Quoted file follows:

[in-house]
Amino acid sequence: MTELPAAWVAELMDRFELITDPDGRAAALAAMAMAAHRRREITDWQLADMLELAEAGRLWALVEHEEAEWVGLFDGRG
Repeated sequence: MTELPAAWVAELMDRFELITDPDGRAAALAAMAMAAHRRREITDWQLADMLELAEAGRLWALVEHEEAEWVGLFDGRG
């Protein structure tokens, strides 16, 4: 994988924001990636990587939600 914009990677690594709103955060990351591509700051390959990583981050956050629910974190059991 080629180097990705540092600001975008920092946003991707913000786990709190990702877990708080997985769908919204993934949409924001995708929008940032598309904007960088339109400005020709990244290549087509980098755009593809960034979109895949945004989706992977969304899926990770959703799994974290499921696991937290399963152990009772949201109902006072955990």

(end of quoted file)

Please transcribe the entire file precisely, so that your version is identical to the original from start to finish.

[in-house]
Amino acid sequence: MTELPAAWVAELMDRFELITDPDGRAAALAAMAMAAHRRREITDWQLADMLELAEAGRLWALVEHEEAEWVGLFDGRG
Repeated sequence: MTELPAAWVAELMDRFELITDPDGRAAALAAMAMAAHRRREITDWQLADMLELAEAGRLWALVEHEEAEWVGLFDGRG
């Protein structure tokens, strides 16, 4: 994988924001990636990587939600 914009990677690594709103955060990351591509700051390959990583981050956050629910974190059991 080629180097990705540092600001975008920092946003991707913000786990709190990702877990708080997985769908919204993934949409924001995708929008940032598309904007960088339109400005020709990244290549087509980098755009593809960034979109895949945004989706992977969304899926990770959703799994974290499921696991937290399963152990009772949201109902006072955990």